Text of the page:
Broadcast engineering is the field of electrical engineering, and now to some extent computer engineering and information technology, which deals with radio and television broadcasting. Audio engineering and RF engineering are also essential parts of broadcast engineering, being their own subsets of electrical engineering.
Stereophonic sound, or more commonly stereo, is a method of sound reproduction that recreates a multi-directional, 3-dimensional audible perspective. This is usually achieved by using two independent audio channels through a configuration of two loudspeakers in such a way as to create the impression of sound heard from various directions, as in natural hearing.
Television crew positions are derived from those of film crew, but with several differences.
This glossary of terms used in broadcasting is a list of definitions of terms and concepts related to both radio and television broadcasting, along with the industry in general.
The GMA Network Center is the headquarters and broadcast complex of the GMA Network, a major radio and television network in the Philippines. It is located at EDSA corner Timog Avenue, Diliman, Quezon City. It is the network's main television and radio production center, and its main transmission facility for most of Metro Manila. The building houses Super Radyo DZBB 594 AM, Barangay LS 97.1 FM, GMA-7 and GTV-27.
Professional audio, abbreviated as pro audio, refers to both an activity and a category of high quality, studio-grade audio equipment. Typically it encompasses sound recording, sound reinforcement system setup and audio mixing, and studio music production by trained sound engineers, audio engineers, record producers, and audio technicians who work in live event support and recording using mixing consoles, recording equipment and sound reinforcement systems. Professional audio is differentiated from consumer- or home-oriented audio, which are typically geared toward listening in a non-commercial environment.
The history of sound recording - which has progressed in waves, driven by the invention and commercial introduction of new technologies — can be roughly divided into four main periods:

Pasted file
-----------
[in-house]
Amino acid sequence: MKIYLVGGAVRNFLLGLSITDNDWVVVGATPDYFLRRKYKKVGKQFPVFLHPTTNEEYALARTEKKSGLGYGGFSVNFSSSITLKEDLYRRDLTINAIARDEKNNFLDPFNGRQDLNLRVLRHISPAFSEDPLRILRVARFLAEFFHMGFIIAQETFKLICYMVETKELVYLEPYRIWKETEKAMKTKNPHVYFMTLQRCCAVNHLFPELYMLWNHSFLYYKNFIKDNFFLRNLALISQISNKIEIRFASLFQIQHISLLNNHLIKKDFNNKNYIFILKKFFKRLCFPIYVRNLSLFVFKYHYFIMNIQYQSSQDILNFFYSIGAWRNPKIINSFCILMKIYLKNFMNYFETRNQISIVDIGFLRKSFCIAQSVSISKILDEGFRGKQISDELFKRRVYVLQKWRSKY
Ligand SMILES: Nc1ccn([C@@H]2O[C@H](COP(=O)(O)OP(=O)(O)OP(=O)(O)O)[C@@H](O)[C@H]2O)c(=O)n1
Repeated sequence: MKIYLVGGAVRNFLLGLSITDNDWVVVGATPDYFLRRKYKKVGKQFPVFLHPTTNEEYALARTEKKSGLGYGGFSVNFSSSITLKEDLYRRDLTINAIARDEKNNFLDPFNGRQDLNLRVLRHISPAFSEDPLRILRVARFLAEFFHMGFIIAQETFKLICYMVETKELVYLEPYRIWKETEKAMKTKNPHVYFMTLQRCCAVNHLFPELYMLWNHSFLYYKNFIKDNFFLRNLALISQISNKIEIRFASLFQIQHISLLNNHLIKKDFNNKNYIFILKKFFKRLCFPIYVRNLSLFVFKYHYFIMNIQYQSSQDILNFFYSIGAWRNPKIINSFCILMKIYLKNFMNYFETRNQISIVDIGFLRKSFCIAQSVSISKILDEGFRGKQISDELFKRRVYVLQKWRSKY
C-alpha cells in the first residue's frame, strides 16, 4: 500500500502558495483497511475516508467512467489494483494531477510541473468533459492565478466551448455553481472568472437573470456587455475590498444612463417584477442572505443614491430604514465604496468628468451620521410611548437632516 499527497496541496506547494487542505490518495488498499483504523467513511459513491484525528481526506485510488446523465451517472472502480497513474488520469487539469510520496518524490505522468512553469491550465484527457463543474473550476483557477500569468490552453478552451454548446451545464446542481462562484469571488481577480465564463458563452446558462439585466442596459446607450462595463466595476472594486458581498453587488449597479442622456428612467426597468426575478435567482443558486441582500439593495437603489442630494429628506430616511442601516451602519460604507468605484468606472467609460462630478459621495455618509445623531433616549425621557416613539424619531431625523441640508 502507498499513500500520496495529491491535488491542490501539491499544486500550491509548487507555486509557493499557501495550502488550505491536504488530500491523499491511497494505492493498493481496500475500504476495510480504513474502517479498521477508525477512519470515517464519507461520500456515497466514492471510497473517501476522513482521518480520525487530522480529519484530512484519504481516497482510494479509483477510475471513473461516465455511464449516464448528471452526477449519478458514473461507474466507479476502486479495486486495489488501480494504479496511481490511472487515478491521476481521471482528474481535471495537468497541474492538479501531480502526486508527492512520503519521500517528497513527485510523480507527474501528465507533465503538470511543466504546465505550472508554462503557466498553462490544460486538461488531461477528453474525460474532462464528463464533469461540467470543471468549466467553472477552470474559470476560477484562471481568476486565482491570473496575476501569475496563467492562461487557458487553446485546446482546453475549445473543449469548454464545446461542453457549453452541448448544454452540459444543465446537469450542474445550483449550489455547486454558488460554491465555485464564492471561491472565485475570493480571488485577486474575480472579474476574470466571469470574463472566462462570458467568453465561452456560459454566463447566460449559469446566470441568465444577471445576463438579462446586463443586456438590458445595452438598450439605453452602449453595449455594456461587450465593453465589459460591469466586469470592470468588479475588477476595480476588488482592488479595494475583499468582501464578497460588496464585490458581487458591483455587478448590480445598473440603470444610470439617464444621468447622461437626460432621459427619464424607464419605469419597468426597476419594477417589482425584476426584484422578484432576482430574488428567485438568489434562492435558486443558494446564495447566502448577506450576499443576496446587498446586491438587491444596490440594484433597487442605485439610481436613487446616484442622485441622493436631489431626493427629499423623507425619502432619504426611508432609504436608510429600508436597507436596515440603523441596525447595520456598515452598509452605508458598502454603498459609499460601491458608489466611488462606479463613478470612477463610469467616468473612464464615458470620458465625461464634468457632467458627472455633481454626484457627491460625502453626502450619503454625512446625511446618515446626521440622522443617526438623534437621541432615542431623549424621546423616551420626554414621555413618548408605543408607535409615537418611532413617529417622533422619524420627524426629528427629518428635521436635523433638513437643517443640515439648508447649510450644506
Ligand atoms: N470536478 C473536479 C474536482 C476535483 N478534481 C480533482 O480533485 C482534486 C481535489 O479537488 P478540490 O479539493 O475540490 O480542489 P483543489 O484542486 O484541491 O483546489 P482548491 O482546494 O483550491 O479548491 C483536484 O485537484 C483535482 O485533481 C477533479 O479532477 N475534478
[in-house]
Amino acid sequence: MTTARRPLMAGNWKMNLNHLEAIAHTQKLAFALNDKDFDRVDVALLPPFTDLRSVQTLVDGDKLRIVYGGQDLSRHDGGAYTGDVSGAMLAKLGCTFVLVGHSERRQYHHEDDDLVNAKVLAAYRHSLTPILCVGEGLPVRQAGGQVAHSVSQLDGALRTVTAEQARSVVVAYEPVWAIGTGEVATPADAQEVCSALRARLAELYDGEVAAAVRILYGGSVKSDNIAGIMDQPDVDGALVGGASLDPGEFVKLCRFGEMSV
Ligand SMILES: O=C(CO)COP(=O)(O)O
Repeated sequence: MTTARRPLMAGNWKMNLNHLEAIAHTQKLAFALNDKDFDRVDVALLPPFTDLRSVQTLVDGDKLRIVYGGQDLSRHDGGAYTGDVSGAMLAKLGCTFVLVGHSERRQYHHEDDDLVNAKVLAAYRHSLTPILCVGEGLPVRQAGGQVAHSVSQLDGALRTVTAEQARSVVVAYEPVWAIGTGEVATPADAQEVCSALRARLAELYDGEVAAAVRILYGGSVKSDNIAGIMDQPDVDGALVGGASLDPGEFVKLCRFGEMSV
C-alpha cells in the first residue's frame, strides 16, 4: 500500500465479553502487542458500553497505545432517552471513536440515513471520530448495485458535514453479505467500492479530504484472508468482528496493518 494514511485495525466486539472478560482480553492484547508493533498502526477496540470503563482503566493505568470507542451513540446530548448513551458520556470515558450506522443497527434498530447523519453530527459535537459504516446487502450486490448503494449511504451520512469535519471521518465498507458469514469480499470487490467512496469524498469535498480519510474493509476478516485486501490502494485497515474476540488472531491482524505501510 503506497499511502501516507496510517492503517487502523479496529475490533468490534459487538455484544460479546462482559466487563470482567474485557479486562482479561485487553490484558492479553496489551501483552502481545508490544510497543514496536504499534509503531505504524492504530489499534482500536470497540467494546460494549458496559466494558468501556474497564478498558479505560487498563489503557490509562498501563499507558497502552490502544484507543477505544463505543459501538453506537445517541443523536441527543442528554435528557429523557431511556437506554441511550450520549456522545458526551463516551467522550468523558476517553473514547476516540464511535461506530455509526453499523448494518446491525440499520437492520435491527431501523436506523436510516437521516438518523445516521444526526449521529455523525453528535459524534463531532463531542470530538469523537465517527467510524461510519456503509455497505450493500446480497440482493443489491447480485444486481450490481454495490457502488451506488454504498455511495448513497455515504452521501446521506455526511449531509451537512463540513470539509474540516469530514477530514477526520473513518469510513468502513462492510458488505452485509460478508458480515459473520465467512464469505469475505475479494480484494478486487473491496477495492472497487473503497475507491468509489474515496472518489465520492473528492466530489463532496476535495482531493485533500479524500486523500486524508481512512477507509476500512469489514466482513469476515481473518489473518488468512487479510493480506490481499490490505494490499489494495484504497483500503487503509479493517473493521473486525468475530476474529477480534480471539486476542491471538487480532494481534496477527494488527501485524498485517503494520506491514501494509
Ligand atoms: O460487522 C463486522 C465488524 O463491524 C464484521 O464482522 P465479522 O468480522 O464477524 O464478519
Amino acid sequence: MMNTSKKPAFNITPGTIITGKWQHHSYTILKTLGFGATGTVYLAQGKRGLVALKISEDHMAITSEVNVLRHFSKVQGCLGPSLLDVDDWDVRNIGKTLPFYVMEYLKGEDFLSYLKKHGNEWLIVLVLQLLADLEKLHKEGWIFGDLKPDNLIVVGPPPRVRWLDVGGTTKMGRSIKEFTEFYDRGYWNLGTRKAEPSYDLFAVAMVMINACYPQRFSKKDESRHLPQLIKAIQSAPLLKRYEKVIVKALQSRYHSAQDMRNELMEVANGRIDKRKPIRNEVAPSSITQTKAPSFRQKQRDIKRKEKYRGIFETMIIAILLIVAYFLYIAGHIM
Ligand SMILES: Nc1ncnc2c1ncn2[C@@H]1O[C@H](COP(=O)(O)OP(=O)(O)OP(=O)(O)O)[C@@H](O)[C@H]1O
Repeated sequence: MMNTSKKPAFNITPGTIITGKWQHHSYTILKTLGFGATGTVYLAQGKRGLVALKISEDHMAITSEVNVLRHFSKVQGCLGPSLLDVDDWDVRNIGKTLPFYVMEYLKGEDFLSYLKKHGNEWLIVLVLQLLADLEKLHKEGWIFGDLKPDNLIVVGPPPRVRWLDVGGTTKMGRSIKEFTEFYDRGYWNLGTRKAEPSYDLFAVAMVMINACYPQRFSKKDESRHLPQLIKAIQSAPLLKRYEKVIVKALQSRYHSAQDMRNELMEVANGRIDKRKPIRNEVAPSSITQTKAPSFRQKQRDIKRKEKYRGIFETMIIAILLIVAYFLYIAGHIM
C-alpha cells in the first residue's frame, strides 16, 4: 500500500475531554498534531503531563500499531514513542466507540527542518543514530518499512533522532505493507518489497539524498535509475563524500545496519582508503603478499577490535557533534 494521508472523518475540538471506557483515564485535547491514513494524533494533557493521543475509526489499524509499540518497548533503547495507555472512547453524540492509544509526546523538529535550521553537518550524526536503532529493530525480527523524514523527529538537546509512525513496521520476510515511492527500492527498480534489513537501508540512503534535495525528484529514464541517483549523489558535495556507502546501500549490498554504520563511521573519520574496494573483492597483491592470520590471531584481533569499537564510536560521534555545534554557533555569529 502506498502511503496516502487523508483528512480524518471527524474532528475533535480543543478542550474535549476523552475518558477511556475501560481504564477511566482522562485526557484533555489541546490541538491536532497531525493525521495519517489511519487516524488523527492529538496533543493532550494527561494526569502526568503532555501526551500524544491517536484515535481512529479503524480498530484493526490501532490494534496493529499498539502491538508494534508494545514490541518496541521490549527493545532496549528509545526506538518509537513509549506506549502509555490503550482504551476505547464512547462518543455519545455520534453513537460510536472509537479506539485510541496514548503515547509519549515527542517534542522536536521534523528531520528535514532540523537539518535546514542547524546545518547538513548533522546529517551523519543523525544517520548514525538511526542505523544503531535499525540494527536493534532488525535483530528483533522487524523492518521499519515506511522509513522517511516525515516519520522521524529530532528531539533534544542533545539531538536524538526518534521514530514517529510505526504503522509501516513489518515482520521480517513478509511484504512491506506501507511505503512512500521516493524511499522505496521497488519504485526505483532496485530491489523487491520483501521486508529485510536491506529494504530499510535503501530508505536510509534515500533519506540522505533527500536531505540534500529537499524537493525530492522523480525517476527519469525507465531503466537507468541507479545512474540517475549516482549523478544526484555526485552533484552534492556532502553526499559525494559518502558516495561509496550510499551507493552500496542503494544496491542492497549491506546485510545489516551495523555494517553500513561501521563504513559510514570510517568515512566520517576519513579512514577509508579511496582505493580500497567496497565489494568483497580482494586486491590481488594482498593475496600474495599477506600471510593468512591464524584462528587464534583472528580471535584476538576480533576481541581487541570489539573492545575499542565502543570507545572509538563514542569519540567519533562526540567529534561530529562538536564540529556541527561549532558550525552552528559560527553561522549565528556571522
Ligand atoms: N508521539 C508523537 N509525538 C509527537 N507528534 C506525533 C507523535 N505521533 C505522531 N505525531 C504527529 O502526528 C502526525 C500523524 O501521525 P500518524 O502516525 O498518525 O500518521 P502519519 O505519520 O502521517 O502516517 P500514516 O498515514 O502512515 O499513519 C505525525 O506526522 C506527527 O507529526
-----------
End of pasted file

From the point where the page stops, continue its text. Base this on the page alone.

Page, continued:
An atelier is the private workshop or studio of a professional artist in the fine or decorative arts or an architect, where a principal master and a number of assistants, students, and apprentices can work together producing fine art or visual art released under the master's name or supervision.
In filmmaking, Foley is the reproduction of everyday sound effects that are added to films, videos, and other media in post-production to enhance audio quality. These reproduced sounds, named after sound-effects artist Jack Foley, can be anything from the swishing of clothing and footsteps to squeaky doors and breaking glass. Foley sounds are used to enhance the auditory experience of the movie. Foley can also be used to cover up unwanted sounds captured on the set of a movie during filming, such as overflying airplanes or passing traffic.
Capitol Studios are recording studios located at the landmark Capitol Records Tower in Hollywood, California. The studios, which opened in 1956, were initially the primary recording studios for the American record label Capitol Records. While they are still regularly used by Capitol recording artists, the studios began making the facility available to artists outside the label during the late 1960s to early 1970s. The studios are owned by Universal Music Group, the parent company of Capitol Music Group.
An audio engineer helps to produce a recording or a live performance, balancing and adjusting sound sources using equalization, dynamics processing and audio effects, mixing, reproduction, and reinforcement of sound. Audio engineers work on the "technical aspect of recording—the placing of microphones, pre-amp knobs, the setting of levels. The physical recording of any project is done by an engineer... the nuts and bolts."
BBC Archives are collections documenting the BBC's broadcasting history, including copies of television and radio broadcasts, internal documents, photographs, online content, sheet music, commercially available music, BBC products, press cuttings, artifacts and historic equipment. The original contents of the collections are permanently retained but are in the process of being digitised. Some collections are being uploaded to the BBC Archives section of the BBC Online website for visitors to view. The archive is one of the largest broadcast archives in the world, with over 15 million items.
David Richardson is an English music producer, audio engineer and musician. He founded Sky Studios with rock band Jethro Tull, the studio later became leading facilities house, Sound Recording Technology (SRT).
Dr Neil Hillman is a British television and feature film sound designer and editor, notable for his work on the Oscar-winning film Lincoln, New York I Love You and Grace of Monaco. Hillman was awarded the World Medal for Sound Design at the New York Festival for the film The 13th Day in 2010 and in November 2010 was awarded the Royal Television Society award for Best Production Craft Skills for Sound Design and Mixing on the film Handle With Care.